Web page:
The Free Java devroom opened with an introduction from Tom Marble, followed by a ‘State of OpenJDK talk’ from Mark Reinhold and Joe Darcy. Mark reiterated the outline for JDK7 & 8 published on his blog. The general availability of OpenJDK 7 is planned for the 28th of July, 2011.

Oracle’s plans to continue with OpenJDK. Oracle employs around 20,000 Java developers, working on basically everything that is not the Oracle database. So their interest in Java is not altruistic, but based on rational self-interest. Mark outlined their priorities as:

  1. Keep Java #1
  2. Indirect Revenue
  3. Direct Revenue
  4. Decrease Cost

OpenJDK will continue to use GPLv2 with the Classpath exception as its license, though there is a possibility of moving up to GPLv3. The community bylaws were covered briefly, which sparked some discussion. Mark was careful to state that the current version is a draft; it is not immutable and will change. 4 weeks of discussion are planned, via the gb-discuss list, followed by a final vote to ratify the bylaws. Simon Phipps made some helpful contributions, including suggesting that laws should make sure that there is a transparent TCK license process and that the board be expanded to seven members, potentially allowing existing major contributors to OpenJDK, such as Red Hat, to be represented.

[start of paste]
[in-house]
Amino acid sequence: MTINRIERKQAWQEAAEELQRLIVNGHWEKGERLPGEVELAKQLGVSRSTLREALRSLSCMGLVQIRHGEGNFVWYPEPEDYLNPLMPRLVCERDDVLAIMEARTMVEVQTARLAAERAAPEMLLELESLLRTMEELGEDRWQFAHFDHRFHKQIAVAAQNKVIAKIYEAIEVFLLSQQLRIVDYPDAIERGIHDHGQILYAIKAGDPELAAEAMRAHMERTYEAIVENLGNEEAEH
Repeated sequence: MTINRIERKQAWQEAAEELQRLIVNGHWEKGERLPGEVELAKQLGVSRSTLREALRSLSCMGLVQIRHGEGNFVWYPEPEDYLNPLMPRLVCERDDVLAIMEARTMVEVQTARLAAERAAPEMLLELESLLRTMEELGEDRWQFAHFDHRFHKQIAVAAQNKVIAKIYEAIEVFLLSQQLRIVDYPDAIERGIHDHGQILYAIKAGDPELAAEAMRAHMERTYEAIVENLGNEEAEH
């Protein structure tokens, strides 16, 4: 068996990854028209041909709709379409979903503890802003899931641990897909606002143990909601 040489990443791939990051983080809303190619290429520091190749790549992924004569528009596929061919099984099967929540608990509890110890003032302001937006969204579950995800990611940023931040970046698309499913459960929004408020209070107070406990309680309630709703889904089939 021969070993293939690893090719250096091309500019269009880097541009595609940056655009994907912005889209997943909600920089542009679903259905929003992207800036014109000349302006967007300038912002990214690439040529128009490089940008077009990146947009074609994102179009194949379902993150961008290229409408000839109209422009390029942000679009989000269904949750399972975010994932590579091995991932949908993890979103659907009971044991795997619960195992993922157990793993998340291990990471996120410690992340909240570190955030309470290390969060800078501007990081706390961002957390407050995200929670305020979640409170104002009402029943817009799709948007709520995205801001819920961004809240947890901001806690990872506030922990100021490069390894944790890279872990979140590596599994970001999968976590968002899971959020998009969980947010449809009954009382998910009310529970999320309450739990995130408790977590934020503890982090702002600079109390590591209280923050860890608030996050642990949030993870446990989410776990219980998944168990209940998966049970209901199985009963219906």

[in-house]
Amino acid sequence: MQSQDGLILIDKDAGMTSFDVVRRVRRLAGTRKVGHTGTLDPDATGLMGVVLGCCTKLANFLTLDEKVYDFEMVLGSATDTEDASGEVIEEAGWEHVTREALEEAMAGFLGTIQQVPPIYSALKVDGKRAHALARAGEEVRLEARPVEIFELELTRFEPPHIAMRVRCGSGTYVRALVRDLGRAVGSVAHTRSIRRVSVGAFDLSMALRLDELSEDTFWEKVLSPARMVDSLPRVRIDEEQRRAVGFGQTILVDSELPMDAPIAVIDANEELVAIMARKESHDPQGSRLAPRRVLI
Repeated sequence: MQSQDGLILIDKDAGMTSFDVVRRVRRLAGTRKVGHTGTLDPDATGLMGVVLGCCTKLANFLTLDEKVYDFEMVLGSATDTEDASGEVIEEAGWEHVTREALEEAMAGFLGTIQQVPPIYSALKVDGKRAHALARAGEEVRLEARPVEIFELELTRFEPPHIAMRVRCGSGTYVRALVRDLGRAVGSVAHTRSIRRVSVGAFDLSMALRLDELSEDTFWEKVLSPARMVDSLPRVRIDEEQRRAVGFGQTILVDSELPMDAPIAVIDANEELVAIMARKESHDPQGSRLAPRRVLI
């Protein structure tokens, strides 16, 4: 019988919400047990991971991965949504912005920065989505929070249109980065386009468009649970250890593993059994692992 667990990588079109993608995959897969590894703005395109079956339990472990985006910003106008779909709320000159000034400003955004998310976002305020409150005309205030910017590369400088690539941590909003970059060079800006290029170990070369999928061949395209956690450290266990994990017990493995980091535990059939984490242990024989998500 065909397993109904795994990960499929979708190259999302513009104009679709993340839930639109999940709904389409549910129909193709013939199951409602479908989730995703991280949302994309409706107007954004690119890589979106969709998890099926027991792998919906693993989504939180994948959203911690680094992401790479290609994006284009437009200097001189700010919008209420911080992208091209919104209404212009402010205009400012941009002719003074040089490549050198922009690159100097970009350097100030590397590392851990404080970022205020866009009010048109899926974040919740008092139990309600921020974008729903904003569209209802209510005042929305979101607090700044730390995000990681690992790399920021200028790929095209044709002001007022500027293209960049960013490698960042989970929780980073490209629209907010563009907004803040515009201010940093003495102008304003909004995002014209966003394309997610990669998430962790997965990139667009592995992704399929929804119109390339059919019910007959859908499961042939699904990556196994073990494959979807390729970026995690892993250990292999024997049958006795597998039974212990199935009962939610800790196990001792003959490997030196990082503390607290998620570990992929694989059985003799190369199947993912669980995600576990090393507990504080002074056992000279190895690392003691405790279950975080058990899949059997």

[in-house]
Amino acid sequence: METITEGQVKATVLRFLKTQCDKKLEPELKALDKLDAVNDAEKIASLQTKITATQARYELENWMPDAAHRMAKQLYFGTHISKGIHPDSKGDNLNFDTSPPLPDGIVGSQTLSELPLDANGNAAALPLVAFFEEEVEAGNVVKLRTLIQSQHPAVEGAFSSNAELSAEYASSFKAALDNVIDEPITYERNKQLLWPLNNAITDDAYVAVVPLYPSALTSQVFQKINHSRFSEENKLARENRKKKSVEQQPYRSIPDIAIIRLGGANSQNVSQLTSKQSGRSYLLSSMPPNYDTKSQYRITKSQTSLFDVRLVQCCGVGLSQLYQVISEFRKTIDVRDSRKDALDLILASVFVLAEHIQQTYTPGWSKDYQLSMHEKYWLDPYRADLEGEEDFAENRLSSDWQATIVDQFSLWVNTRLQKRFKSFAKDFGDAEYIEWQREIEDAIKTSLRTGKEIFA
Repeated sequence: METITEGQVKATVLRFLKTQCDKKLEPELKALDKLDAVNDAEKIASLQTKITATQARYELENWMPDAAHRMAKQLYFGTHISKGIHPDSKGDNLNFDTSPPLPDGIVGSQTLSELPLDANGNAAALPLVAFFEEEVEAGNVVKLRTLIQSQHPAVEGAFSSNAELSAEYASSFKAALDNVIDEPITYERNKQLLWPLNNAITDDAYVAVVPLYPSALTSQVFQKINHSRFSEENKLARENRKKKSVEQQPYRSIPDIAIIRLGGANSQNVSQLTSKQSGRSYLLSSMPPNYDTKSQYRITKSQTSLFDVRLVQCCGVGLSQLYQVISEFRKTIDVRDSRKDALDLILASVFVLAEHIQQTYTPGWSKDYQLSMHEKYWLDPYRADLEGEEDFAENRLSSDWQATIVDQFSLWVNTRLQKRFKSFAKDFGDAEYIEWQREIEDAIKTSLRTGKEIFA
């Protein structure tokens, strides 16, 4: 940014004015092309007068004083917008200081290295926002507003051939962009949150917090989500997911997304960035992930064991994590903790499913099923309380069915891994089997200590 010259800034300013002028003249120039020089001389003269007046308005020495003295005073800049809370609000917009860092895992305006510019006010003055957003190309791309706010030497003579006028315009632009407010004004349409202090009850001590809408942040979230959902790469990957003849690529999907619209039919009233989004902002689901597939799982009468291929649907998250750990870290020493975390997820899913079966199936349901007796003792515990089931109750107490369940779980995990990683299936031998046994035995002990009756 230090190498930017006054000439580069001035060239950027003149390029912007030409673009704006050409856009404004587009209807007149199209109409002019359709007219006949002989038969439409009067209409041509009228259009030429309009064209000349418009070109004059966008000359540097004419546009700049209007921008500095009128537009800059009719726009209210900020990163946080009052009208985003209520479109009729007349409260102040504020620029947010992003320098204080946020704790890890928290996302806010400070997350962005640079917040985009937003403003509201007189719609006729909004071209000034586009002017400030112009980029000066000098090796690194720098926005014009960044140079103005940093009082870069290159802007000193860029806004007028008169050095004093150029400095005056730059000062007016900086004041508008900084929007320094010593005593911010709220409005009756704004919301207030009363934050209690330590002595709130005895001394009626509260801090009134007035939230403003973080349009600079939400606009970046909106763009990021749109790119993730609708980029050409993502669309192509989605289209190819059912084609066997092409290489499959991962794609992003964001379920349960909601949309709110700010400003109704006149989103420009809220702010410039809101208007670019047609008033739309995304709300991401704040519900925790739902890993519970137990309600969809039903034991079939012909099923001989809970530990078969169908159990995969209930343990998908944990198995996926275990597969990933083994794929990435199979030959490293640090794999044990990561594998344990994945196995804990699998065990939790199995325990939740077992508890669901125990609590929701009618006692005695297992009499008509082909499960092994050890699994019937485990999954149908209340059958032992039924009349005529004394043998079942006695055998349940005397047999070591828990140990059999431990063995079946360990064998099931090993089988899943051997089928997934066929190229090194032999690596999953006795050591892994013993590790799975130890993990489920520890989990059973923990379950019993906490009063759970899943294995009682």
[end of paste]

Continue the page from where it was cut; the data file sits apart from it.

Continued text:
Joe Darcy then spoke on OpenJDK6. Going forward, Kelly O’Hair is to help with the OpenJDK6 release process. Security fixes will continue for OpenJDK6 until at least July 2012 (as 6 is already over three years old), and these will happen three times a year. This may eventually shift to the usual Oracle schedule of four times a year.

The good news is that OpenJDK7 will continue to be developed as it is now, without the issues that have plagued OpenJDK6 due to the separation between it and the proprietary release train. There will also be more transparency with release processes and development will continue to happen in the open.

Update: The Register did a piece on Mark Reinhold‘s talk in the dev. room.